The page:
The holiday season is the time for reflecting on holidays past and your Curmudgeon is no different. Here's a tale from way back in the dark ages... 1973.
After spending the first three years of our marriage in western Maryland, a place that takes a back seat to nowhere else when it comes to winter snow amounts, my first wife and I moved to Fairmont, WV. This is a small city in the north central part of the state whose claim to fame, at least for us, was that it had a state college (now university) and that it was about 20 minutes on I-79 from West Virginia University in Morgantown.
We were living in one side of a duplex on a little cross street in town. The house was of the "I" house design. From the side view it was a narrow, two stories high with a sharply pitched roof line. Attached to the main house at the back were one story additions with low ceilings. A pretty typical early 20th century duplex in a college town. Oh, and one more thing. The front porch, which covered both front doors, was only about four feet wide up a short flight of steps. The front door opened to a closet directly opposite which required a sharp left turn to get into the living room. More on that later.
Our first Christmas in Fairmont found my wife working at her retail job and my friend and business partner, Ray, and I (we had a roofing and siding business) sort of off work because of the weather. This may have contributed to what was to come. The weather was typical for the area with 5 or 6 inches of snow on the ground. It's possible that a surplus of Christmas cheer, and too much time on our hands, lead to the brilliant idea that we should go out and cut us a Christmas tree.
So, after, perhaps, a bit more Christmas cheer, Ray and I and a saw and some rope piled into my Fiat 128 and headed out across the river to a cut your own tree lot we'd both seen in passing. That's not a picture of my Fiat, but it looked just like that. Bright red. As you can see from the picture, this is not a very big car. The good news was that it was front wheel drive and went very well in the snow. Off we went to the tree lot.
We pulled in and discussed our quest with the guys huddled around a 55 gal. drum fire and thus learned that all the trees were the same price. That seemed fair, so we paid the man, got out the saw and headed over a small hill to the actual trees. There, at the front of a small forest of Christmas trees, was the best looking tree I had ever seen. It was perfectly shaped even with snow weighing down its branches. It was full, with no ugly voids or missing branches. This was the kind of tree that should grace the front of every Christmas card ever sent. It looked that good from the top of the hill. I just knew, this was the tree for me.
As we descended, saw in hand, the perfect Christmas tree seemed to grow. The closer we got, the taller and wider it became. But I was determined. This was my tree, damn it, and I was going to cut it down and bring it home.
The first thing we had to do was get some of the snow off the branches. It was easy enough to knock loose the snow from the lower limbs and with the saw we could reach a little way up, but there was a lot of snow still on the higher branches. Simple, I just reached in to shake the trunk. I could barely reach the trunk of this tree! I had to push lower limbs aside, and up until I finely grabbed a hold and shook with all my might. Nothing happened. I tried again. Nothing moved. The snow on the upper branches was still there. I backed out, stepped back, lit a cigarette and Ray and I just looked at the imposing thing. It was starting to get dark.
"Okay," I said, "The snow will fall off when the tree falls." "No problem." I finished my cigarette, grabbed the saw, and got down on my knees to crawl under the lowest branches. Now, I was what you might call a city slicker when it came to the fine points of felling trees. Our previous Christmas trees had come from a lot set up in front of the Jewel grocery store. I knew a fair amount about cutting wood having had a house framing business back in Maryland, but that was lumber. And an electric circular saw. This was a growing pine tree and a hand saw. Not a "Bow" saw with great big and sharp teeth. No, this was a regular old, cut a two by four hand saw. I started cutting.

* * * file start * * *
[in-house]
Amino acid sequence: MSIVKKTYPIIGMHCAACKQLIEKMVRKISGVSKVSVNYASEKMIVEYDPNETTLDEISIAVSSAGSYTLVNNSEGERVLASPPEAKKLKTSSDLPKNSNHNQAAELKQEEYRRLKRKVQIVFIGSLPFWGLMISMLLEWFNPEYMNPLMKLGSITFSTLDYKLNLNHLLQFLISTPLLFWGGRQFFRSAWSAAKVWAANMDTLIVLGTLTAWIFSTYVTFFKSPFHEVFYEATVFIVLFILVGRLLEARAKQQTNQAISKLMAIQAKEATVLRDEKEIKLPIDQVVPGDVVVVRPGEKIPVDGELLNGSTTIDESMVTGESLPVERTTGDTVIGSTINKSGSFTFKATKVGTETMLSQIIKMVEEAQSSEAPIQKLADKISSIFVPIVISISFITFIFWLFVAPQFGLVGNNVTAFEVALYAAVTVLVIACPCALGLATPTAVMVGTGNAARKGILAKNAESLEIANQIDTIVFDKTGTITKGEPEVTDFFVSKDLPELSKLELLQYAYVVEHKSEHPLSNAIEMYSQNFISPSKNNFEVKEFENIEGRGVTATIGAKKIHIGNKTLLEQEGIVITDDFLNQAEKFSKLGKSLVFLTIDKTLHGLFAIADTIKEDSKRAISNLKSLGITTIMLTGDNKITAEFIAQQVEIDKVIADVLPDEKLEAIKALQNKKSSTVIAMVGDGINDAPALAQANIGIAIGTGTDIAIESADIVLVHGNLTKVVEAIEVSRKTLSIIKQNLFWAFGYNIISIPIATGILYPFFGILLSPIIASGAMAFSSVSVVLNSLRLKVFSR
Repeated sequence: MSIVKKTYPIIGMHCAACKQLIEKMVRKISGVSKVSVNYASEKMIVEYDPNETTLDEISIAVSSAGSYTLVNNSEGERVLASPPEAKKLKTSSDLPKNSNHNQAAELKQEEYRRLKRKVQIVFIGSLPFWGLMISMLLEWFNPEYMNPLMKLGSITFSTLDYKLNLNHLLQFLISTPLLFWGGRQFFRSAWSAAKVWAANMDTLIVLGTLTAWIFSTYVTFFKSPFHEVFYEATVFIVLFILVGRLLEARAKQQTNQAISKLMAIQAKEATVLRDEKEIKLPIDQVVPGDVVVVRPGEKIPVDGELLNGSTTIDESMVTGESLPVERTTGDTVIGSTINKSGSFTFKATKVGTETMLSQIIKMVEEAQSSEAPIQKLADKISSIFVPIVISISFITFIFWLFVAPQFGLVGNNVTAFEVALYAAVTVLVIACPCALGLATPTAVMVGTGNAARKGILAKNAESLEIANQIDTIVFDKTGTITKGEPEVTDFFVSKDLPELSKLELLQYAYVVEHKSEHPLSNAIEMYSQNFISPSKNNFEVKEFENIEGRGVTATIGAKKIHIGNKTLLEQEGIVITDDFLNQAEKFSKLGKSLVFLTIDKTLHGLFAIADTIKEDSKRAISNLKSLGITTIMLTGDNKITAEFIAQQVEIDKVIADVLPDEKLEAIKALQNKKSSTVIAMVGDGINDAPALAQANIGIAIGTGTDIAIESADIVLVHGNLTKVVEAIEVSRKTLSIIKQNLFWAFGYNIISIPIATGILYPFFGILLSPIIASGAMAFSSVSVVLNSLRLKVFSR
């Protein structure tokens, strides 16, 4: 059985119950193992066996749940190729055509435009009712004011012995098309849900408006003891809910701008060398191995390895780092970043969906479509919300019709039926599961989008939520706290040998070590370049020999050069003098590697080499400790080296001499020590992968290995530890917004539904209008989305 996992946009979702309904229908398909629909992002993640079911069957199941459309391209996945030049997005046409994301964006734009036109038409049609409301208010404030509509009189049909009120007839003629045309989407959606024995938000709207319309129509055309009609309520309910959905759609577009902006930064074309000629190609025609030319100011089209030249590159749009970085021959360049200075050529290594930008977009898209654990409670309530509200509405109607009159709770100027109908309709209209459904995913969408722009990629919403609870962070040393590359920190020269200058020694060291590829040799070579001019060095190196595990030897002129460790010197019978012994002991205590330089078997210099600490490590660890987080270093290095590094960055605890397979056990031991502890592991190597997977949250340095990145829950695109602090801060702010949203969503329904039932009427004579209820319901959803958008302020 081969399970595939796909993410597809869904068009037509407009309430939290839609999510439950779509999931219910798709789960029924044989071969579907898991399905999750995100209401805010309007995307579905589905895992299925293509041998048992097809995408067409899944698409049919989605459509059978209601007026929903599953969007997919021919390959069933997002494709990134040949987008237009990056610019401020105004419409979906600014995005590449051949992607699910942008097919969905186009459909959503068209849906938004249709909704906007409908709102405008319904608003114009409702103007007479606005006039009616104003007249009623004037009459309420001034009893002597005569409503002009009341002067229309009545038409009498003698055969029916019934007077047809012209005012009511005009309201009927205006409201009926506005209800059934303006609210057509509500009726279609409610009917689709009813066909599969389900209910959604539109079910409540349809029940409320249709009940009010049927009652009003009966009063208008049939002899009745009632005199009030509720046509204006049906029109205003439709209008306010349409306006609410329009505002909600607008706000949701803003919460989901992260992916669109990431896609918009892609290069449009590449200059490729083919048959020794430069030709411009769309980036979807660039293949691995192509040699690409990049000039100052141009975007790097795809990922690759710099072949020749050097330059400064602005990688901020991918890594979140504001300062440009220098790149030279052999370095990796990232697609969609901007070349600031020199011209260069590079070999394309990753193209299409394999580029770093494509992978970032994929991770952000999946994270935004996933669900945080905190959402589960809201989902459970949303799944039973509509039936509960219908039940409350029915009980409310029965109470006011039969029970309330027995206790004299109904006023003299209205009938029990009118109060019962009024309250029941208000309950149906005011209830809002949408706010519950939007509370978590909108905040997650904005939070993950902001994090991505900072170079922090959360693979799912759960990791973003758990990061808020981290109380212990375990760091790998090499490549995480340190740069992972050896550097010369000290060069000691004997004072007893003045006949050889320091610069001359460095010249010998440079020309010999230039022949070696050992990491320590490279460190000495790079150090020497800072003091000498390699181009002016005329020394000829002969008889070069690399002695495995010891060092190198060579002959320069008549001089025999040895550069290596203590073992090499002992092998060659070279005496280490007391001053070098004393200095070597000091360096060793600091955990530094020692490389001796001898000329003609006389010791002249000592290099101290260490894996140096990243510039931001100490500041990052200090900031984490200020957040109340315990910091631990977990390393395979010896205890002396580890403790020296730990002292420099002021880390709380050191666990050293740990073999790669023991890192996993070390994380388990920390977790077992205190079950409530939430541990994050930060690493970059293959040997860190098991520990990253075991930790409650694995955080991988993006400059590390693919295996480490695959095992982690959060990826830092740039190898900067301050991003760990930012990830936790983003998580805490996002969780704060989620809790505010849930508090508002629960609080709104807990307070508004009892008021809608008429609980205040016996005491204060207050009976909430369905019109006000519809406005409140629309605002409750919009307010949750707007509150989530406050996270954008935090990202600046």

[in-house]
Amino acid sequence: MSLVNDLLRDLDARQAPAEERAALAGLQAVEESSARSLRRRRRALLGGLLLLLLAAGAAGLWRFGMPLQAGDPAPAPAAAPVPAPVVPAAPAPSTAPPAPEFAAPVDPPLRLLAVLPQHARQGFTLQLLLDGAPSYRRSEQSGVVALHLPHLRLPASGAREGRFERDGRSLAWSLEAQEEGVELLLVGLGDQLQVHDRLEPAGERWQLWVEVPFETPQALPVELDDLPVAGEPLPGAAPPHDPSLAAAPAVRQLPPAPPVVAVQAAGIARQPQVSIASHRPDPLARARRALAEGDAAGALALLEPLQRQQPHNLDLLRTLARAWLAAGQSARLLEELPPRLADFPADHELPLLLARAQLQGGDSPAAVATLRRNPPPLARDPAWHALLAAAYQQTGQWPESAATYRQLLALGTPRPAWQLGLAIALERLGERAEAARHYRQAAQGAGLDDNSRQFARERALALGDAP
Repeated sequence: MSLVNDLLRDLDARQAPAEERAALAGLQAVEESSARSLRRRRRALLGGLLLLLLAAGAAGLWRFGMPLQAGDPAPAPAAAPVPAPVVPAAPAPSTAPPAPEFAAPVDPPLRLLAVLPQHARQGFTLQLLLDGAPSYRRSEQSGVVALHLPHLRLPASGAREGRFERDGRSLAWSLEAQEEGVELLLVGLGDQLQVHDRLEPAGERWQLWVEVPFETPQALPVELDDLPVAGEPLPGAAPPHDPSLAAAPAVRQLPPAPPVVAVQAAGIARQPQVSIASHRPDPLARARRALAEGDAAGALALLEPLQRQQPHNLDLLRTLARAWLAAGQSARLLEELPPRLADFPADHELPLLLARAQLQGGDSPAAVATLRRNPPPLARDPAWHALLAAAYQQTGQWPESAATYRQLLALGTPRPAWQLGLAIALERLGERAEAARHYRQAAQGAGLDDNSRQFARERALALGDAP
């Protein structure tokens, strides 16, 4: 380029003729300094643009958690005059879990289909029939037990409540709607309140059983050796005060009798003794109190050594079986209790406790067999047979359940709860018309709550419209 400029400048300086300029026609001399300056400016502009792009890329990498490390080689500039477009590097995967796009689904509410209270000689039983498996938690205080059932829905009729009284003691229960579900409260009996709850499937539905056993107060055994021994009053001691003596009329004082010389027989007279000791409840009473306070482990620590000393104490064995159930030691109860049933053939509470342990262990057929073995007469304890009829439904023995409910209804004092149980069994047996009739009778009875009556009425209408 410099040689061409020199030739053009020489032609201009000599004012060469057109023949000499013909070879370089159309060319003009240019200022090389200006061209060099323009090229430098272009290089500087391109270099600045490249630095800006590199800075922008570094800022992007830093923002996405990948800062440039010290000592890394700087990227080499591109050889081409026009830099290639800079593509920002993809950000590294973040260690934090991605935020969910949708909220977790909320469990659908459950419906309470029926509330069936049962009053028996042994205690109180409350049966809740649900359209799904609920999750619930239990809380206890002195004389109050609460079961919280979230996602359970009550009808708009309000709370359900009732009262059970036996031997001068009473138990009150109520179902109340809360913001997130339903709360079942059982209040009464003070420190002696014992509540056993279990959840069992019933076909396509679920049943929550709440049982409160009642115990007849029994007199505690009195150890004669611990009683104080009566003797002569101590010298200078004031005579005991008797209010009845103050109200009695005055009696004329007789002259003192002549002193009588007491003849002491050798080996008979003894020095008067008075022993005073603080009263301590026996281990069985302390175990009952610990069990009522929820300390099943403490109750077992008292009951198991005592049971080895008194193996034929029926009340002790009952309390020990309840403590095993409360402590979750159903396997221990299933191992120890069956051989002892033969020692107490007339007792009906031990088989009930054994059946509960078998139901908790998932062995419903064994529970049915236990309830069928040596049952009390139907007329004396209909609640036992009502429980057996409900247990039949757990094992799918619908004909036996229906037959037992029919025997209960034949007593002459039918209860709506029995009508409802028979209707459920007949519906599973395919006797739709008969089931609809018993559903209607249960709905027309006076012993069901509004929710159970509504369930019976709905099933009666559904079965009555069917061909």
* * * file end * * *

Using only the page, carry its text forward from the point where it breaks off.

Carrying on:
The stump of the tree was about eight inches in diameter. I pushed and pulled and pushed some more on the saw. After about a minute I stopped to check my progress. I hadn't yet made it through the bark! That just made me more determined. More pushing and pulling and a bit of cursing that last cigarette resulted a some progress, so I backed out and handed the saw to Ray. I won't bore you with the entire ordeal. Lets just say that by the time we finely yelled, "Timber," the sky was pitch black. We'd been working under the lights for at least 30 minutes. But the tree was felled. We beat our chests in a manly way with what strength we still had and grabbed up the tree from each end... and barely made it three feet before we had to drop the load. This sucker was heavy. We beat as much of the remaining snow off the upper limbs as we could and then both grabbed the butt end and started to drag the tree up the hill.
Ten minutes later and the tree was next to the car and the tree cutters were somewhat winded. With whatever strength we had left we hoisted the perfect Christmas tree onto the roof of the Fiat. This was probably pretty dumb and would have done some major damage to the paint if the roof wasn't still covered in ice and snow. But on the roof it went and with some effort we were able to tie the pointy end to the front bumper and the other end to the rear. A tug on the rope made us realize that the ice on the roof also had a down side. The tree wanted to slip and slide. After a brief consultation we looped the remaining rope around the middle of the tree and put the ends of the rope through the car's front windows. With Ray holding his side with his right hand, and me holding my side with my left hand we started out of the parking lot. And immediately realized that I couldn't hold the tree, steer and shift gears at the same time. Something had to give.
Being young, cold and tired the only (to us) rational answer was for me to drive while Ray shifted gears. That way we could both hold the tree and make it home before the spring thaw. So off we went. Our path home included a toll on a small bridge. As I recall, the toll was only a Nickle, but there was a booth and a girl collecting, so we stopped and paid up. Until that point I really hadn't thought about how we looked driving a little red car with a tree on the roof. The girl taking the toll put it all into perspective when she said, "You look like a Christmas tree with a red ornament on it." "Is that the tree for the courthouse?"